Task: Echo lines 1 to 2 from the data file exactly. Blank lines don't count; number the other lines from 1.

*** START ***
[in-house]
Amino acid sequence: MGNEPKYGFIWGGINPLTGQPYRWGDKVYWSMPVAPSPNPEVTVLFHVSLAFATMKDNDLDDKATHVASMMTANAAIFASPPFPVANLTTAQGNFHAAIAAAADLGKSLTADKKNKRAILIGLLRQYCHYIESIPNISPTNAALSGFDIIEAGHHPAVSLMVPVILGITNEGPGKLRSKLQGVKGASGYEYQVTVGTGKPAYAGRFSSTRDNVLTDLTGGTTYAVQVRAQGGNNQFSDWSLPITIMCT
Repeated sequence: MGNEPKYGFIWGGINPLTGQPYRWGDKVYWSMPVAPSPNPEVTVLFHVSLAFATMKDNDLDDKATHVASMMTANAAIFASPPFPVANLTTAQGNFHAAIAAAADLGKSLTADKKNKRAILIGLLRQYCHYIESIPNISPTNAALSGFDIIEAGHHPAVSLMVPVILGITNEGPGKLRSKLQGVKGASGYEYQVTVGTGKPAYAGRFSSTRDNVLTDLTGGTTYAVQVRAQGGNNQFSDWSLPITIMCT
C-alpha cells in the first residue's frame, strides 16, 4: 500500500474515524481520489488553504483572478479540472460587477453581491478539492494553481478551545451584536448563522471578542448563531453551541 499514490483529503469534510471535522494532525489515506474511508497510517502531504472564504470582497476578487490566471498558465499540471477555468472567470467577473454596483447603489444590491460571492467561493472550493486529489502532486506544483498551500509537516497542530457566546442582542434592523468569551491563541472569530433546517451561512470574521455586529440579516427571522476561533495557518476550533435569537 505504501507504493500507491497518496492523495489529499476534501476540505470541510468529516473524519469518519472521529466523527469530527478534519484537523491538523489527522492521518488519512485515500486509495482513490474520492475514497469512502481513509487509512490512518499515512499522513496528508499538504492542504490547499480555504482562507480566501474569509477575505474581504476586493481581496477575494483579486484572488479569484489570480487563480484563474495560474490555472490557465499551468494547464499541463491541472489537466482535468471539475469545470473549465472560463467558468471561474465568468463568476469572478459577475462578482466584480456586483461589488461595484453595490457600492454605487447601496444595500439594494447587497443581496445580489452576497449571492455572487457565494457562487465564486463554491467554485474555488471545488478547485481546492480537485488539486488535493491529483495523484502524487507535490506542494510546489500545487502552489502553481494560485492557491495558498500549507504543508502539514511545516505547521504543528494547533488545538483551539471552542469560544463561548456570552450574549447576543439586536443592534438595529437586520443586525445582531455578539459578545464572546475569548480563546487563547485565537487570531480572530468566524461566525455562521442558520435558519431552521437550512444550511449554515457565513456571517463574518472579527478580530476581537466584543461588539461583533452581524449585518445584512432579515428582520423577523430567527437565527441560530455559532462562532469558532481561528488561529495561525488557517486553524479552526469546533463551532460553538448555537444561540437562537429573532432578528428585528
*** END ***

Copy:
[in-house]
Amino acid sequence: MGNEPKYGFIWGGINPLTGQPYRWGDKVYWSMPVAPSPNPEVTVLFHVSLAFATMKDNDLDDKATHVASMMTANAAIFASPPFPVANLTTAQGNFHAAIAAAADLGKSLTADKKNKRAILIGLLRQYCHYIESIPNISPTNAALSGFDIIEAGHHPAVSLMVPVILGITNEGPGKLRSKLQGVKGASGYEYQVTVGTGKPAYAGRFSSTRDNVLTDLTGGTTYAVQVRAQGGNNQFSDWSLPITIMCT